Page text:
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AFCA complaint volumes rising faster than 2023

by Charlotte Humphrys10 minute read

The complaints organisation is ‘very concerned’ about complaint levels in 2024, which are already ahead of the same period in 2023.

The Australian Financial Complaints Authority (AFCA) has revealed that complaints in 2024 so far are already ahead of the same period in 2023, which has made the organisation “very concerned”.

The announcement, made at its March member forum on Tuesday (26 March), has caused particular concern given there was a record number of complaints lodged in 2023.

Complaints are still mostly centred around financial scams, delays in communication, service, and quality across insurance and superannuation sectors, as well as increased levels of financial hardship.


The increased volumes have set a “new normal” for external complaint resolutions and have put pressure on AFCA’s service, according to the organisation.

David Locke, the chief ombudsman and chief executive of AFCA, acknowledged that 70 per cent of members do not have complaints levied against them but added that the responsibility for the complaints “principally sits with members”.

The organisation said: “We do not wish to be handling complaints generated by poor communication, by delay, or by poor complaint and dispute handling.”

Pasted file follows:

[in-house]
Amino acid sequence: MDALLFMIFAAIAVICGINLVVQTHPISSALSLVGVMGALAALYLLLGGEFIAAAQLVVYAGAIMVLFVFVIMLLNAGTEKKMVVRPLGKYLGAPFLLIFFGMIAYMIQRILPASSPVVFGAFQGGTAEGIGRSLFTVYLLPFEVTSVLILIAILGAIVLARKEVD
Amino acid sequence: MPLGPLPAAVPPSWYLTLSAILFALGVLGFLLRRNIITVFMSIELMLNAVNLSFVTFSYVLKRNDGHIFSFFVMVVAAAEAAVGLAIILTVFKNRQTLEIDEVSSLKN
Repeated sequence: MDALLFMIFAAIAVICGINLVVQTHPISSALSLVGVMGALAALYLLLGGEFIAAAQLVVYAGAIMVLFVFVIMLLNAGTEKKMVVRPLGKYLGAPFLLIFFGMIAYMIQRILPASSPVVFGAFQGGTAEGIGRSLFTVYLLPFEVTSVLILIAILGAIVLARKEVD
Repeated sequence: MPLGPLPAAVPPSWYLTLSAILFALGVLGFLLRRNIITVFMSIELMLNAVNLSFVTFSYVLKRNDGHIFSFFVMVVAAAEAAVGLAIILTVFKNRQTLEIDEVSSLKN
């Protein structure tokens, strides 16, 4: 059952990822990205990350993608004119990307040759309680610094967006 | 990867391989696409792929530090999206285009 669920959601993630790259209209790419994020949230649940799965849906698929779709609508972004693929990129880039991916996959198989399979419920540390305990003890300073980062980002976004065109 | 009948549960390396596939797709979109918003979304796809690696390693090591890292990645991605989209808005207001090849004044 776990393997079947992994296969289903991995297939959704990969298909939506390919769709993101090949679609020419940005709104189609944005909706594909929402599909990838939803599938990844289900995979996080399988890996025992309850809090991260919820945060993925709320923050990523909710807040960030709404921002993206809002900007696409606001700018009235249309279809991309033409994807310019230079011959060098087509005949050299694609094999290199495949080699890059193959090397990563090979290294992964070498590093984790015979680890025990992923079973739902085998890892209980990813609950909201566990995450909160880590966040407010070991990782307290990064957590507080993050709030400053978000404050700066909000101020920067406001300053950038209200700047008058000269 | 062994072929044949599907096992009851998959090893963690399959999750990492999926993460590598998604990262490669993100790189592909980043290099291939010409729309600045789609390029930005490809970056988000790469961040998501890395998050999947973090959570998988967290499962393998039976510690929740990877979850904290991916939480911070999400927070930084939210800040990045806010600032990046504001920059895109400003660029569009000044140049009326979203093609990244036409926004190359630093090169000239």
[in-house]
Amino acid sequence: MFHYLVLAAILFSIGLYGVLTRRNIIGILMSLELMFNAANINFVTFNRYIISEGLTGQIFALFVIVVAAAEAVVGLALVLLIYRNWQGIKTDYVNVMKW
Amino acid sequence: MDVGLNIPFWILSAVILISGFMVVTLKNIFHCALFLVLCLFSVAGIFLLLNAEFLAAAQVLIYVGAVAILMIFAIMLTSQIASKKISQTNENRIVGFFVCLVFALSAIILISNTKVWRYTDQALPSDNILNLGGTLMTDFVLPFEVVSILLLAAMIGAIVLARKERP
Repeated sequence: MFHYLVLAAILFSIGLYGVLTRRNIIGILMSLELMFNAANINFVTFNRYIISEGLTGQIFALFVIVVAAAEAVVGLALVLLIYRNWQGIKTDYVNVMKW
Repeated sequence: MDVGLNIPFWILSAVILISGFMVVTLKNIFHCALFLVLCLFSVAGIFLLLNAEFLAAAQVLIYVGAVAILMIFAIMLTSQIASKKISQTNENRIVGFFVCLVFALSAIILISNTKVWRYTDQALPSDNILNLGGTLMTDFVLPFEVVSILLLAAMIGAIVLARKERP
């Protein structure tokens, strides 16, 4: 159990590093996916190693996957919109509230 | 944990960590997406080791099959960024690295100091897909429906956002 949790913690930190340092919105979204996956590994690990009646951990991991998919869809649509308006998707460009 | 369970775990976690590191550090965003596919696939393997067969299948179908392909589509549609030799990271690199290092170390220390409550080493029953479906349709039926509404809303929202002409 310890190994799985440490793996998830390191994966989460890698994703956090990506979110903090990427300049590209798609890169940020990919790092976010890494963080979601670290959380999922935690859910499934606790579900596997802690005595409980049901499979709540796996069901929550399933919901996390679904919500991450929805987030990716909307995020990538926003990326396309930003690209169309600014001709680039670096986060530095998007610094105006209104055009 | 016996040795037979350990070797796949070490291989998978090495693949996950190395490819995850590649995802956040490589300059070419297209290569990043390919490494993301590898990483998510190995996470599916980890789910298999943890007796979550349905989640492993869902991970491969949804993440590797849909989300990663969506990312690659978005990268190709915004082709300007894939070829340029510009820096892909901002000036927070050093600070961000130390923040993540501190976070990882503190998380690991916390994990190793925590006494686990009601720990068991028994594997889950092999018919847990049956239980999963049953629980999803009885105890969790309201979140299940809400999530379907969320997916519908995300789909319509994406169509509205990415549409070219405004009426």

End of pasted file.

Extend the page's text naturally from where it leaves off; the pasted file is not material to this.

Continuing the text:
Speaking on AFCA’s outlook for 2024, Locke said: “We want to see industry take the lead in improving standards and practice, in mitigating harm and building trust.

“At the end of the day, a successful, profitable financial services sector that treats consumers fairly and therefore commands high levels of public trust is surely the goal that we all should have.

“That’s why now is the time for Code commitments to be strengthened and certainly not diminished.

“It’s for this reason we are engaging actively with ASIC about the Banking Code of Practice, and with the team conducting the review of the General Insurance Code of Practice, and with all the code compliance committees on their important work.”

The announcement came as the Compensation Scheme of Last Resort (CSLR) is set to begin receiving claims (starting from 2 April).

The CSLR aims to provide compensation of up to $150,000 to victims of financial misconduct who have an AFCA determination in their favour and have not been compensated.

The scheme will cover services and products including, credit intermediation, credit provision, securities dealing, personal advice on relevant financial products to retail clients, and insurance product distribution.

Locke commented on the introduction of the CSLR: “We really do see this as a step forward for consumer protection in Australia.”

[Related: CSLR to receive claims from 2 April]

david locke new  ta


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